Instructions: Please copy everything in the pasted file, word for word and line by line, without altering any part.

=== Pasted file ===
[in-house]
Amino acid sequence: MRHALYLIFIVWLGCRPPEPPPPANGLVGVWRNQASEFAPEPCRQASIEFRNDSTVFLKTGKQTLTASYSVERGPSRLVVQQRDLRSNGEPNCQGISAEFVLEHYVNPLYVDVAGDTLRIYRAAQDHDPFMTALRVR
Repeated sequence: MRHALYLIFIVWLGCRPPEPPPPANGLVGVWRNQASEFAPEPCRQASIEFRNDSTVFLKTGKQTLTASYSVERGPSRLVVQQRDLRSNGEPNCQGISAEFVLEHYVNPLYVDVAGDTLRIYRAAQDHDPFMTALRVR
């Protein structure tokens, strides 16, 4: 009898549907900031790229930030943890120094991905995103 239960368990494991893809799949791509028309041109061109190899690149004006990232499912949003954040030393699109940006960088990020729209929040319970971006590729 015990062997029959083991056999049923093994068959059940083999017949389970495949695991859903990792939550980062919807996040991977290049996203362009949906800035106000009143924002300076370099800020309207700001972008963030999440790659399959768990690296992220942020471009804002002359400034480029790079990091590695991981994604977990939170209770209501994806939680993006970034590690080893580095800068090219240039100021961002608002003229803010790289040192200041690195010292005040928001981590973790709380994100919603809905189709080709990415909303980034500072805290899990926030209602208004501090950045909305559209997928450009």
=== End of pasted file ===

[in-house]
Amino acid sequence: MRHALYLIFIVWLGCRPPEPPPPANGLVGVWRNQASEFAPEPCRQASIEFRNDSTVFLKTGKQTLTASYSVERGPSRLVVQQRDLRSNGEPNCQGISAEFVLEHYVNPLYVDVAGDTLRIYRAAQDHDPFMTALRVR
Repeated sequence: MRHALYLIFIVWLGCRPPEPPPPANGLVGVWRNQASEFAPEPCRQASIEFRNDSTVFLKTGKQTLTASYSVERGPSRLVVQQRDLRSNGEPNCQGISAEFVLEHYVNPLYVDVAGDTLRIYRAAQDHDPFMTALRVR
């Protein structure tokens, strides 16, 4: 009898549907900031790229930030943890120094991905995103 239960368990494991893809799949791509028309041109061109190899690149004006990232499912949003954040030393699109940006960088990020729209929040319970971006590729 015990062997029959083991056999049923093994068959059940083999017949389970495949695991859903990792939550980062919807996040991977290049996203362009949906800035106000009143924002300076370099800020309207700001972008963030999440790659399959768990690296992220942020471009804002002359400034480029790079990091590695991981994604977990939170209770209501994806939680993006970034590690080893580095800068090219240039100021961002608002003229803010790289040192200041690195010292005040928001981590973790709380994100919603809905189709080709990415909303980034500072805290899990926030209602208004501090950045909305559209997928450009």